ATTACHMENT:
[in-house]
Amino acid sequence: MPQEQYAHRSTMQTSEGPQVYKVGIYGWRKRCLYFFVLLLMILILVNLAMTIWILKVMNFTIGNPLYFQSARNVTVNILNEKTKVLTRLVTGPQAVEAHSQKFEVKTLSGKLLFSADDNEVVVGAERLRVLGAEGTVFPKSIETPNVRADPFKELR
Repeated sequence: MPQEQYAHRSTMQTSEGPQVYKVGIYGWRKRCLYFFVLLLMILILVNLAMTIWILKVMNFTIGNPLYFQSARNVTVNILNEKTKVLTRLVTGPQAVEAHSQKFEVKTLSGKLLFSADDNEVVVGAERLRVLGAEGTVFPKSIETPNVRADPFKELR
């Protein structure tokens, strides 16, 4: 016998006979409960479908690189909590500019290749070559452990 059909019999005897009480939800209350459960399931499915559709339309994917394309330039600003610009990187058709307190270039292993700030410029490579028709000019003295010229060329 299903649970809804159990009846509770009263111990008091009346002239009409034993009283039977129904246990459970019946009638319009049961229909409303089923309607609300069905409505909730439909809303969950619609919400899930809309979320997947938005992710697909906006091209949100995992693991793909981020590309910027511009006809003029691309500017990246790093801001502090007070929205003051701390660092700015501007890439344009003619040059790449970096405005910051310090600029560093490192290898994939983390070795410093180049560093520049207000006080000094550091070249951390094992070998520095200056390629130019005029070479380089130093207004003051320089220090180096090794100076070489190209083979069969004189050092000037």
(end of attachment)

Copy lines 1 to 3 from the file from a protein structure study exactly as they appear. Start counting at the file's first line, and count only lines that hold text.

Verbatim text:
[in-house]
Amino acid sequence: MPQEQYAHRSTMQTSEGPQVYKVGIYGWRKRCLYFFVLLLMILILVNLAMTIWILKVMNFTIGNPLYFQSARNVTVNILNEKTKVLTRLVTGPQAVEAHSQKFEVKTLSGKLLFSADDNEVVVGAERLRVLGAEGTVFPKSIETPNVRADPFKELR
Repeated sequence: MPQEQYAHRSTMQTSEGPQVYKVGIYGWRKRCLYFFVLLLMILILVNLAMTIWILKVMNFTIGNPLYFQSARNVTVNILNEKTKVLTRLVTGPQAVEAHSQKFEVKTLSGKLLFSADDNEVVVGAERLRVLGAEGTVFPKSIETPNVRADPFKELR